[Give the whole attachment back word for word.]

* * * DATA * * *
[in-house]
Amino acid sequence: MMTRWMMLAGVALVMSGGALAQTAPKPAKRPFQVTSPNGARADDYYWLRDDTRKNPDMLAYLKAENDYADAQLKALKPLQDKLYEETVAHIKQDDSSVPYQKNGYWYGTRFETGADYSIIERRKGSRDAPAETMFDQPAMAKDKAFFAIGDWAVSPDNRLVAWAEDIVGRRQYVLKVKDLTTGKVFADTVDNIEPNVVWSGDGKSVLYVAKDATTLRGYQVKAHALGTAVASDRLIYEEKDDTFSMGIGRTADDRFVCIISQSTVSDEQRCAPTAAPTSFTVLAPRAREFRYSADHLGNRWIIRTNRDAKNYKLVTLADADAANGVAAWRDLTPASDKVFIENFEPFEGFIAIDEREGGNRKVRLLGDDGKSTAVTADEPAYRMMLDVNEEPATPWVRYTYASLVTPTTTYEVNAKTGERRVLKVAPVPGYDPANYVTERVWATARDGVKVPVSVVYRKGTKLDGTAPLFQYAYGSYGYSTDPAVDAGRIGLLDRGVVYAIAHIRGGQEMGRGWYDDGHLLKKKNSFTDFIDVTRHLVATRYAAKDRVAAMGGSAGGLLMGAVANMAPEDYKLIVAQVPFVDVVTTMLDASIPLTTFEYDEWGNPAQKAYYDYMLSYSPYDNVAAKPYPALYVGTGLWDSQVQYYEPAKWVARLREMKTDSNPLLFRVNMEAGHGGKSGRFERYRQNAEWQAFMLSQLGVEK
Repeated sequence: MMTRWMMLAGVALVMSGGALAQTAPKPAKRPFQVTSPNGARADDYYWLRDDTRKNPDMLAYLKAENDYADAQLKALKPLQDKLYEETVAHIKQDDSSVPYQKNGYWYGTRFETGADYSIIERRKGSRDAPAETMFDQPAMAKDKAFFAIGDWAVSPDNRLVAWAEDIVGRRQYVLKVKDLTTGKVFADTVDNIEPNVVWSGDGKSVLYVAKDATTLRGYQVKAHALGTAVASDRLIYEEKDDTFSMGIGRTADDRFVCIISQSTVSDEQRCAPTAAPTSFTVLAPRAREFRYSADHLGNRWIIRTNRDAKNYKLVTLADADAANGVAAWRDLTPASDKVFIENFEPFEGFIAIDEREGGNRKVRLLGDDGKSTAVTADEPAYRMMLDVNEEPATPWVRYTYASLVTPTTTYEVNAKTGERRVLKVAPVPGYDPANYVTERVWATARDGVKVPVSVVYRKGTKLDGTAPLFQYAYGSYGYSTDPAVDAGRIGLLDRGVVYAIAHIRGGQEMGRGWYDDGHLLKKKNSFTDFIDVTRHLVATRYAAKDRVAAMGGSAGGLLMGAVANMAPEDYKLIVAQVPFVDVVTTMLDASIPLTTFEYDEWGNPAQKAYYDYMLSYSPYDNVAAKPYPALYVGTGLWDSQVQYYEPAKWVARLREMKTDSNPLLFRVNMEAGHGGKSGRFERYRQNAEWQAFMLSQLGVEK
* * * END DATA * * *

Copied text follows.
[in-house]
Amino acid sequence: MMTRWMMLAGVALVMSGGALAQTAPKPAKRPFQVTSPNGARADDYYWLRDDTRKNPDMLAYLKAENDYADAQLKALKPLQDKLYEETVAHIKQDDSSVPYQKNGYWYGTRFETGADYSIIERRKGSRDAPAETMFDQPAMAKDKAFFAIGDWAVSPDNRLVAWAEDIVGRRQYVLKVKDLTTGKVFADTVDNIEPNVVWSGDGKSVLYVAKDATTLRGYQVKAHALGTAVASDRLIYEEKDDTFSMGIGRTADDRFVCIISQSTVSDEQRCAPTAAPTSFTVLAPRAREFRYSADHLGNRWIIRTNRDAKNYKLVTLADADAANGVAAWRDLTPASDKVFIENFEPFEGFIAIDEREGGNRKVRLLGDDGKSTAVTADEPAYRMMLDVNEEPATPWVRYTYASLVTPTTTYEVNAKTGERRVLKVAPVPGYDPANYVTERVWATARDGVKVPVSVVYRKGTKLDGTAPLFQYAYGSYGYSTDPAVDAGRIGLLDRGVVYAIAHIRGGQEMGRGWYDDGHLLKKKNSFTDFIDVTRHLVATRYAAKDRVAAMGGSAGGLLMGAVANMAPEDYKLIVAQVPFVDVVTTMLDASIPLTTFEYDEWGNPAQKAYYDYMLSYSPYDNVAAKPYPALYVGTGLWDSQVQYYEPAKWVARLREMKTDSNPLLFRVNMEAGHGGKSGRFERYRQNAEWQAFMLSQLGVEK
Repeated sequence: MMTRWMMLAGVALVMSGGALAQTAPKPAKRPFQVTSPNGARADDYYWLRDDTRKNPDMLAYLKAENDYADAQLKALKPLQDKLYEETVAHIKQDDSSVPYQKNGYWYGTRFETGADYSIIERRKGSRDAPAETMFDQPAMAKDKAFFAIGDWAVSPDNRLVAWAEDIVGRRQYVLKVKDLTTGKVFADTVDNIEPNVVWSGDGKSVLYVAKDATTLRGYQVKAHALGTAVASDRLIYEEKDDTFSMGIGRTADDRFVCIISQSTVSDEQRCAPTAAPTSFTVLAPRAREFRYSADHLGNRWIIRTNRDAKNYKLVTLADADAANGVAAWRDLTPASDKVFIENFEPFEGFIAIDEREGGNRKVRLLGDDGKSTAVTADEPAYRMMLDVNEEPATPWVRYTYASLVTPTTTYEVNAKTGERRVLKVAPVPGYDPANYVTERVWATARDGVKVPVSVVYRKGTKLDGTAPLFQYAYGSYGYSTDPAVDAGRIGLLDRGVVYAIAHIRGGQEMGRGWYDDGHLLKKKNSFTDFIDVTRHLVATRYAAKDRVAAMGGSAGGLLMGAVANMAPEDYKLIVAQVPFVDVVTTMLDASIPLTTFEYDEWGNPAQKAYYDYMLSYSPYDNVAAKPYPALYVGTGLWDSQVQYYEPAKWVARLREMKTDSNPLLFRVNMEAGHGGKSGRFERYRQNAEWQAFMLSQLGVEK